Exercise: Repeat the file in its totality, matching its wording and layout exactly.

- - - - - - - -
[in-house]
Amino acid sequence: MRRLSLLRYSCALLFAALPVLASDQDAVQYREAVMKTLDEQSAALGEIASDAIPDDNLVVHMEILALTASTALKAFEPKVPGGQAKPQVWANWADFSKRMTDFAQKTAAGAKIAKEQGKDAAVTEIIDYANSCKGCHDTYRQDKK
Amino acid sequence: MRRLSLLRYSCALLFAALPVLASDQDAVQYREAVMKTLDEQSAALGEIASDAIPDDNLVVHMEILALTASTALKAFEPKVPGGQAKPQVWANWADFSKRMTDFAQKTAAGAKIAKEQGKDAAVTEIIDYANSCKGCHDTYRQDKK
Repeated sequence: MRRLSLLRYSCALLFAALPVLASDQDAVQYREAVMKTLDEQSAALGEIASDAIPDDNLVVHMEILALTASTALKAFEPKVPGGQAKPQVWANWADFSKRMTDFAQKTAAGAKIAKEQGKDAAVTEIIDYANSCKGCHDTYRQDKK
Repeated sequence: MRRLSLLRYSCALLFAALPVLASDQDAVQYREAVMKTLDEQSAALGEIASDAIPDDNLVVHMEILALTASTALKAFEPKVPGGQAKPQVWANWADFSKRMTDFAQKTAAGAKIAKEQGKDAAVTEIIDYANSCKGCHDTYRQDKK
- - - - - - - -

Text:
[in-house]
Amino acid sequence: MRRLSLLRYSCALLFAALPVLASDQDAVQYREAVMKTLDEQSAALGEIASDAIPDDNLVVHMEILALTASTALKAFEPKVPGGQAKPQVWANWADFSKRMTDFAQKTAAGAKIAKEQGKDAAVTEIIDYANSCKGCHDTYRQDKK
Amino acid sequence: MRRLSLLRYSCALLFAALPVLASDQDAVQYREAVMKTLDEQSAALGEIASDAIPDDNLVVHMEILALTASTALKAFEPKVPGGQAKPQVWANWADFSKRMTDFAQKTAAGAKIAKEQGKDAAVTEIIDYANSCKGCHDTYRQDKK
Repeated sequence: MRRLSLLRYSCALLFAALPVLASDQDAVQYREAVMKTLDEQSAALGEIASDAIPDDNLVVHMEILALTASTALKAFEPKVPGGQAKPQVWANWADFSKRMTDFAQKTAAGAKIAKEQGKDAAVTEIIDYANSCKGCHDTYRQDKK
Repeated sequence: MRRLSLLRYSCALLFAALPVLASDQDAVQYREAVMKTLDEQSAALGEIASDAIPDDNLVVHMEILALTASTALKAFEPKVPGGQAKPQVWANWADFSKRMTDFAQKTAAGAKIAKEQGKDAAVTEIIDYANSCKGCHDTYRQDKK